Archive for the ‘Tim Lincecum’ Category

MLB: San Francisco Giants at Arizona Diamondbacks

Paul Goldschmidt owns Tim Lincecum. Paul Goldschmidt hits Tim Lincecum hard every time they face off. Every. Time. This is not a new phenomenon, as last season in this space we examined the impact of Goldschmidt’s Timmy tuning on his career line.

The beat went on yesterday afternoon, as Goldschimdt homered in his first plate appearance of the year against Lincecum. He later singled but was thrown out trying to stretch it into a double. It was the sixth career home run for Goldschimidt off the two-time Cy Young winner in just 21 career plate appearances to that point. Goldy can claim 12 hits and two walks in his 26 career PAs versus Timmy. That’s a lot.

It is unusual for one hitter to dominate a pitcher as great* as Tim Lincecum, one would think. In fact someone asked me just that on Twitter: do other great pitchers have hitters who own them as Goldschimdt owns the Giants former ace?

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San Francisco Giants Victory Parade

Follow this link if you want to see a list of starting pitchers with at least 380 innings pitched over the last two years who also struck out more than 380 batters. There are 16 names on that list. Tim Lincecum‘s name is on that list.

Follow this link if you want to see the same list but limited to players under the age of 30. There are just 10 names on that list. Tim Lincecum’s name is on that list, too.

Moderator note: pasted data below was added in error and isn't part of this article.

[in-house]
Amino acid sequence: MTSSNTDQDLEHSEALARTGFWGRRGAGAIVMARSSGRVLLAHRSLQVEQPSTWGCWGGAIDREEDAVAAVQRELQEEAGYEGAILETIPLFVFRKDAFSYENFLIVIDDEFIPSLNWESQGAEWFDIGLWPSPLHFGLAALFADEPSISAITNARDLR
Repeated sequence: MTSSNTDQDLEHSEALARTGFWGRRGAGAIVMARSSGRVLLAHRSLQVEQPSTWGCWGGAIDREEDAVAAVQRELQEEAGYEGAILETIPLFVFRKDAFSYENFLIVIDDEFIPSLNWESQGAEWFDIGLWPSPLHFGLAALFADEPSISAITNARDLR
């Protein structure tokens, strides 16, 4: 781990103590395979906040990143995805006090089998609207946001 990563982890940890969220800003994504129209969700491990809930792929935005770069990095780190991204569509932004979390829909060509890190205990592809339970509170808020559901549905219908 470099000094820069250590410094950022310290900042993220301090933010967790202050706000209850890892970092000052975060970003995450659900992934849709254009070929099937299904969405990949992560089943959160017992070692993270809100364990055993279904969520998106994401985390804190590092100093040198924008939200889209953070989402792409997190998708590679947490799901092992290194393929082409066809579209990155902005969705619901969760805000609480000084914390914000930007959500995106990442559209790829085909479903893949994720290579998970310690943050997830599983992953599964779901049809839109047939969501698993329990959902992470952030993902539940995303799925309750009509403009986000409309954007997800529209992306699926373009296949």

Follow this link if you want to see a list of qualified starting pitchers who make batters swing and miss on at least 11% of all their pitches. There are eight names on this list. Tim Lincecum’s name is on this list.

This could go on all day. As someone who is, cards on the table, searching desperately for silver linings to Tim Lincecum’s two-year, $35 million contract, the amount of conditional context available to soften the edges of his last two seasons would make your head spin. (Starts with a Game Score of 50 or higher this season? 19, as many as Hiroki Kuroda, Justin Masterson, and Francisco Liriano. Compare Lincecum’s rate stats to Gio Gonzalez! Bequeathed runners Giants relievers allowed 12 of 18 runners Timmy left on base to score, more than double his career rate! Correct that and his ERA goes down by more than a quarter of a run!)